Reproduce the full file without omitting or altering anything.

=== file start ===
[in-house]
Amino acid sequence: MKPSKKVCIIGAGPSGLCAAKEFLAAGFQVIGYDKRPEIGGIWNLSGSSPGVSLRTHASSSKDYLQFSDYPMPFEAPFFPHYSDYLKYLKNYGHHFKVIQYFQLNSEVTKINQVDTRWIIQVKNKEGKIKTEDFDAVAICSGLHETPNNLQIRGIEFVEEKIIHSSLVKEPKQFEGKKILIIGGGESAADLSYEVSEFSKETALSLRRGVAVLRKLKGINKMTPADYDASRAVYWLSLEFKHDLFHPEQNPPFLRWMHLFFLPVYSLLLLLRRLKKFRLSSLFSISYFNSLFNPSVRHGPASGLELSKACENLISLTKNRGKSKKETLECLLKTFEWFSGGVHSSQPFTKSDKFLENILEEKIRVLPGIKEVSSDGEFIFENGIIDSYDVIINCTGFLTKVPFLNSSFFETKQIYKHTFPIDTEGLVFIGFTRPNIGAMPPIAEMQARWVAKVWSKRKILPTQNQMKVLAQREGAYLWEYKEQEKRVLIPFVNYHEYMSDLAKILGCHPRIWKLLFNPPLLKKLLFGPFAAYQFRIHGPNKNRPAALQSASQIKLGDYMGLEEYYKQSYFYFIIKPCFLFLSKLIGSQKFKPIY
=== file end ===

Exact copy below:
[in-house]
Amino acid sequence: MKPSKKVCIIGAGPSGLCAAKEFLAAGFQVIGYDKRPEIGGIWNLSGSSPGVSLRTHASSSKDYLQFSDYPMPFEAPFFPHYSDYLKYLKNYGHHFKVIQYFQLNSEVTKINQVDTRWIIQVKNKEGKIKTEDFDAVAICSGLHETPNNLQIRGIEFVEEKIIHSSLVKEPKQFEGKKILIIGGGESAADLSYEVSEFSKETALSLRRGVAVLRKLKGINKMTPADYDASRAVYWLSLEFKHDLFHPEQNPPFLRWMHLFFLPVYSLLLLLRRLKKFRLSSLFSISYFNSLFNPSVRHGPASGLELSKACENLISLTKNRGKSKKETLECLLKTFEWFSGGVHSSQPFTKSDKFLENILEEKIRVLPGIKEVSSDGEFIFENGIIDSYDVIINCTGFLTKVPFLNSSFFETKQIYKHTFPIDTEGLVFIGFTRPNIGAMPPIAEMQARWVAKVWSKRKILPTQNQMKVLAQREGAYLWEYKEQEKRVLIPFVNYHEYMSDLAKILGCHPRIWKLLFNPPLLKKLLFGPFAAYQFRIHGPNKNRPAALQSASQIKLGDYMGLEEYYKQSYFYFIIKPCFLFLSKLIGSQKFKPIY